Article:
Deutsche Bank Wins Back Some Customers -- WSJ

German lender more than doubles quarterly net income after a difficult 2016

Deutsche Bank AG made progress winning back clients who fled over capital concerns as it recovered from a turbulent 2016, but first-quarter profit was muted by debt-trading revenue that lagged behind peers.

The German lender, fresh off an $8.5 billion capital increase, more than doubled its first-quarter net income from a year earlier, to EUR575 million ($627 million), it said Thursday. That was broadly in line with analyst expectations.

Deutsche Bank's big fixed-income trading business, a closely watched driver of profit, posted an 11% revenue increase from the same quarter last year. The lender said interest-rate and credit trading were especially strong. But its overall results from trading bonds and currencies lagged behind performances by big U.S. investment banks that benefited more from this year's fixed-income trading boost.

Deutsche Bank shares were down roughly 3% Thursday morning after results were announced. Shares in the lender are down about 2% this year, but have strongly rebounded from multiyear lows last fall.

Overall, Deutsche Bank showed it is stabilizing across its main businesses after a rocky 2016, when fears of big legal settlements and the lender's thin capital buffer spooked clients. The tumult last year also raised Deutsche Bank's costs to fund its trading and client-financing businesses, eating into profit. Those costs have since been coming down, according to executives.

The bank said that hedge-fund and corporate clients seeking deal advice and other customers are returning, after some pulled business late last year. Chief Executive John Cryan said in a statement Thursday that cost-cutting efforts -- which have included closing bank branches, firing employees and axing bonuses -- are paying off, and "asset flows are returning across the bank."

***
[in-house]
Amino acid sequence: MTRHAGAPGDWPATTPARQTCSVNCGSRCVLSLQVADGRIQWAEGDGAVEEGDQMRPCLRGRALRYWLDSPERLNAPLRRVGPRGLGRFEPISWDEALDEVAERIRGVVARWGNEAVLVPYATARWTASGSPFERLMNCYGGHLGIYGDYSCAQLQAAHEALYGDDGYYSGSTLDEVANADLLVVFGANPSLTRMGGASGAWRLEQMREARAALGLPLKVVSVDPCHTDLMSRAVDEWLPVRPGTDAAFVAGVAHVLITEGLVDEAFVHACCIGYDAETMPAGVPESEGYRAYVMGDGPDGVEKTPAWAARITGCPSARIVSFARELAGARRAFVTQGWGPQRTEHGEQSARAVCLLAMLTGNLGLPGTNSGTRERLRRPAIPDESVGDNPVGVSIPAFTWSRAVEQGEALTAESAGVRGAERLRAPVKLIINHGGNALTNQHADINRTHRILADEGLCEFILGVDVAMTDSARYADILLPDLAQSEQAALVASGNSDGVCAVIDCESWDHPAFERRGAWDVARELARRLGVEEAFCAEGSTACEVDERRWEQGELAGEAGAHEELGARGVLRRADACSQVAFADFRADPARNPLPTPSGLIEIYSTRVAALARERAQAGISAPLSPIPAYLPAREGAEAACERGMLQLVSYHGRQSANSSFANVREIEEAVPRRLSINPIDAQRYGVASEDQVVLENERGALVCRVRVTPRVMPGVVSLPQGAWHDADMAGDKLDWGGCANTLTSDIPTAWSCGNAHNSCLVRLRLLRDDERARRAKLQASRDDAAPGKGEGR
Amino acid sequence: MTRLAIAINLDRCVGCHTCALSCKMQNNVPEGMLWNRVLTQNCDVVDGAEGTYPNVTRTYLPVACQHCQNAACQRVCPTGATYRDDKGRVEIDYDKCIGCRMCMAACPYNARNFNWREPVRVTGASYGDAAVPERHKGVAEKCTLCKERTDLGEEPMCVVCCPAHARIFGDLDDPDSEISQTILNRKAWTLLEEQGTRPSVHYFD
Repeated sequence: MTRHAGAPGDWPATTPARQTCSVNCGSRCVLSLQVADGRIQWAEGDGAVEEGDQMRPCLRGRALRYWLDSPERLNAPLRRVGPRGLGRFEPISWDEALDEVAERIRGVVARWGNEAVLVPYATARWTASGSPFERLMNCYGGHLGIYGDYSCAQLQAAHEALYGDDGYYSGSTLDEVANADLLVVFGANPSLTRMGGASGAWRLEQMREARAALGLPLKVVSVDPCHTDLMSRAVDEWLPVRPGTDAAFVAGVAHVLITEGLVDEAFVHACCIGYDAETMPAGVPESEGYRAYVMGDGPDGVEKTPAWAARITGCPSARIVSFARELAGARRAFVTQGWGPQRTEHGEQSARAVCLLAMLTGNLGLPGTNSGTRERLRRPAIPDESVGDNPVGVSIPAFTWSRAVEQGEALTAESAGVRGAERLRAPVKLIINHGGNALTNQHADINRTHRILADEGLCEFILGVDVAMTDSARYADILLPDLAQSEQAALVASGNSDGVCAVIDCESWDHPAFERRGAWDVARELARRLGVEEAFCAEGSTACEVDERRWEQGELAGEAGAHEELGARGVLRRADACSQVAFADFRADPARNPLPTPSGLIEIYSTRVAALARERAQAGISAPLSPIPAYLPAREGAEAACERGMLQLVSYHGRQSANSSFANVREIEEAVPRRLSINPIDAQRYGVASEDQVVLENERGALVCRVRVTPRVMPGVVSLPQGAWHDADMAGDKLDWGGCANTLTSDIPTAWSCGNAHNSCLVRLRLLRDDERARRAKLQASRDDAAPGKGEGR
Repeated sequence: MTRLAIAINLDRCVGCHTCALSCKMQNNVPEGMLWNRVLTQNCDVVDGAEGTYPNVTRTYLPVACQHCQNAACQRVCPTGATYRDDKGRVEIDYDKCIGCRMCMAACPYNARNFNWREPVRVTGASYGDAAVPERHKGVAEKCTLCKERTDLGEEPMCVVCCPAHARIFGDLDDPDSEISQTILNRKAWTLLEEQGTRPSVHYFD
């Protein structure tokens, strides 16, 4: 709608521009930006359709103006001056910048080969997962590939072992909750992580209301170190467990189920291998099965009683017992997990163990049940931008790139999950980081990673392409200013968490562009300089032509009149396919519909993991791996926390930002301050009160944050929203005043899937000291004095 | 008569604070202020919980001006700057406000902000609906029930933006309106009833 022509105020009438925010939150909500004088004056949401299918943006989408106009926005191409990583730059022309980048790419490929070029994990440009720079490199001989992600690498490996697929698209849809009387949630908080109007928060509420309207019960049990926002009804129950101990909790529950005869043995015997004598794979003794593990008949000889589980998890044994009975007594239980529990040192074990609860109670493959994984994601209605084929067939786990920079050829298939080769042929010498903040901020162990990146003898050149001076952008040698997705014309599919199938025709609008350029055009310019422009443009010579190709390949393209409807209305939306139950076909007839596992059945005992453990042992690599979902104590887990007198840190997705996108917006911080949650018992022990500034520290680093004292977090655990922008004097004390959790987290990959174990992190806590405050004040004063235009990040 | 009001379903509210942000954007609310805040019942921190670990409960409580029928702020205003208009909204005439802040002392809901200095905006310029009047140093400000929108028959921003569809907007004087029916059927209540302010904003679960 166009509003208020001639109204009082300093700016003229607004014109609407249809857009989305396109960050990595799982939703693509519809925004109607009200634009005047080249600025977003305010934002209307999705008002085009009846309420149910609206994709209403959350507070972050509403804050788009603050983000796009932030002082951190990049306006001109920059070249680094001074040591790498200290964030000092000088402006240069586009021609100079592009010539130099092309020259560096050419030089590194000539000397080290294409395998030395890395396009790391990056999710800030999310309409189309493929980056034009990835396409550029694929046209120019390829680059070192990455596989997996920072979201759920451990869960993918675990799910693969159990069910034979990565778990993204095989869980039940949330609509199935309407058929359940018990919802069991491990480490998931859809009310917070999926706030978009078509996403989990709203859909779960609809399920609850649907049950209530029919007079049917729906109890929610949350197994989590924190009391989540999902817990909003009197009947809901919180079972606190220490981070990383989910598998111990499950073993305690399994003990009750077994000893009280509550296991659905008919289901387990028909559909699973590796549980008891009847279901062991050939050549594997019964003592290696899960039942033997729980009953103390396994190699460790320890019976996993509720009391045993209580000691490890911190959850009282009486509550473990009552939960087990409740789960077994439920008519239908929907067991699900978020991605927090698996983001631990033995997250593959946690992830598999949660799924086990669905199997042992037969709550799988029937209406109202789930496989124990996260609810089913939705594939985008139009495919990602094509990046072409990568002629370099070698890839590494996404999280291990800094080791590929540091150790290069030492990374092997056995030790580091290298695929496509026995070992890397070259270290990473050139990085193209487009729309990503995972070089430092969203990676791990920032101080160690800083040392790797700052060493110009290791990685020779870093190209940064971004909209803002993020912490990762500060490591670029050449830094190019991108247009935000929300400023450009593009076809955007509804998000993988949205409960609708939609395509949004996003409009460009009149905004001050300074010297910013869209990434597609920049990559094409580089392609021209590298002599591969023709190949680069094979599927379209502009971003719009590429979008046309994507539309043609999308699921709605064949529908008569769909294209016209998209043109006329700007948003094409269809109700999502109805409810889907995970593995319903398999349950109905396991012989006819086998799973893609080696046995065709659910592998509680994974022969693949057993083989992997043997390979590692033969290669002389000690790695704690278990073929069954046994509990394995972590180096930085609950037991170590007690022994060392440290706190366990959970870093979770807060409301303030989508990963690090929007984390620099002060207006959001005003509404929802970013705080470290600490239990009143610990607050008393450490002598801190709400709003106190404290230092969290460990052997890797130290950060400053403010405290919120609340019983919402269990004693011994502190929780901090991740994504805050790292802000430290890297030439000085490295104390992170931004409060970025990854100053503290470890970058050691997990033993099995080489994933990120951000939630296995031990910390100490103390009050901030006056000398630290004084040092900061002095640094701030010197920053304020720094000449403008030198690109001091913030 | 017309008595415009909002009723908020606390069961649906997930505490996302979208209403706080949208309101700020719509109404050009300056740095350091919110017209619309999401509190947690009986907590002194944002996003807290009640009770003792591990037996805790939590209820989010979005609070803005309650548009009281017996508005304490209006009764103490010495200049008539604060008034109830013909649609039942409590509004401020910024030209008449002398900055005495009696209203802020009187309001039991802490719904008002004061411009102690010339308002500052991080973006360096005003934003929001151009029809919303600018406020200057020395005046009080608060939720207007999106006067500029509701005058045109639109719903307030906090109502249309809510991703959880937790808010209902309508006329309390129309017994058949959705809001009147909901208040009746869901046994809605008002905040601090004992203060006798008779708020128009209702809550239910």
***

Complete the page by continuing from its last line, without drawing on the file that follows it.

The bank's first-quarter revenue figure of EUR7.3 billion was roughly flat from a year earlier, excluding an accounting adjustment tied to the increased value of Deutsche Bank's own debt. On a reported basis including that accounting adjustment, revenue was down 9%.

In asset management, Deutsche Bank halted a yearlong sequence of quarterly losses of client balances, which has chiseled away at fees and other revenue in that business. Overall revenue in the retail-banking and wealth-management division increased 11% in the quarter.

Investment-banking revenue was mostly unchanged. The bank's ongoing process of cutting clients to cut risk and expenses continued to bring down revenue in some areas.

The first-quarter results are Deutsche Bank's first since it completed an $8.5 billion capital increase earlier this month in conjunction with strategic changes announced in March. The fundraising, Deutsche Bank's third sale of new shares since 2013, put to rest many investors' most severe concerns about the lender's capital buffers.

Deutsche Bank is also shuffling some senior executives, including Chief Financial Officer Marcus Schenck, who is moving to the investment bank, and is reuniting its corporate-finance and deal-advisory business with its trading unit. That restructuring of Deutsche Bank's biggest business is coming less than two years after it split the investment bank in half.

Citigroup banking analyst Andrew Coombs said in a note Thursday that he remains cautious about Deutsche Bank's ability to meet targets, including those measuring capital and leverage, or the reliance on borrowings to earn profit. The bank's hopes for "moderate growth" in revenue don't look certain, Mr. Coombs wrote. "This assumes a modest economic recovery and a pickup in client activity."

Write to Jenny Strasburg at

(END) Dow Jones Newswires

April 28, 2017 02:47 ET (06:47 GMT)